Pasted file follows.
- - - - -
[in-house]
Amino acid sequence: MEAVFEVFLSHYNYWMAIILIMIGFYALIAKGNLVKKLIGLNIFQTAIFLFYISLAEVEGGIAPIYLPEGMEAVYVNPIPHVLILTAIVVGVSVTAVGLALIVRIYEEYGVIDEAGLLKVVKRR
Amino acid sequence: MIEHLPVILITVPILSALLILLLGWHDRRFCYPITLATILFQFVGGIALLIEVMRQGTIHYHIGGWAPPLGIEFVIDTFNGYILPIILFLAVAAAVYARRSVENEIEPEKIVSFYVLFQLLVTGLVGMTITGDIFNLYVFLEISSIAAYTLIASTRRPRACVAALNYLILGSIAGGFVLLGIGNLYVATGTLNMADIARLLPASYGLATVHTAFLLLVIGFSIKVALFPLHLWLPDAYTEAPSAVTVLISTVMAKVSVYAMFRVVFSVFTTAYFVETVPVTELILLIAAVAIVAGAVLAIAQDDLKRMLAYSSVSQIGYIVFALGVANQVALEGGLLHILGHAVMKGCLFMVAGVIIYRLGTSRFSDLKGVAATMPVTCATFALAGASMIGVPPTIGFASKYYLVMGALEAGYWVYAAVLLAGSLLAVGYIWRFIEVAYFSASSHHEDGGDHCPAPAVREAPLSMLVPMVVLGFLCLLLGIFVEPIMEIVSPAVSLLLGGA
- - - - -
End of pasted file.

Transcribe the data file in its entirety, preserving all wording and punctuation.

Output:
[in-house]
Amino acid sequence: MEAVFEVFLSHYNYWMAIILIMIGFYALIAKGNLVKKLIGLNIFQTAIFLFYISLAEVEGGIAPIYLPEGMEAVYVNPIPHVLILTAIVVGVSVTAVGLALIVRIYEEYGVIDEAGLLKVVKRR
Amino acid sequence: MIEHLPVILITVPILSALLILLLGWHDRRFCYPITLATILFQFVGGIALLIEVMRQGTIHYHIGGWAPPLGIEFVIDTFNGYILPIILFLAVAAAVYARRSVENEIEPEKIVSFYVLFQLLVTGLVGMTITGDIFNLYVFLEISSIAAYTLIASTRRPRACVAALNYLILGSIAGGFVLLGIGNLYVATGTLNMADIARLLPASYGLATVHTAFLLLVIGFSIKVALFPLHLWLPDAYTEAPSAVTVLISTVMAKVSVYAMFRVVFSVFTTAYFVETVPVTELILLIAAVAIVAGAVLAIAQDDLKRMLAYSSVSQIGYIVFALGVANQVALEGGLLHILGHAVMKGCLFMVAGVIIYRLGTSRFSDLKGVAATMPVTCATFALAGASMIGVPPTIGFASKYYLVMGALEAGYWVYAAVLLAGSLLAVGYIWRFIEVAYFSASSHHEDGGDHCPAPAVREAPLSMLVPMVVLGFLCLLLGIFVEPIMEIVSPAVSLLLGGA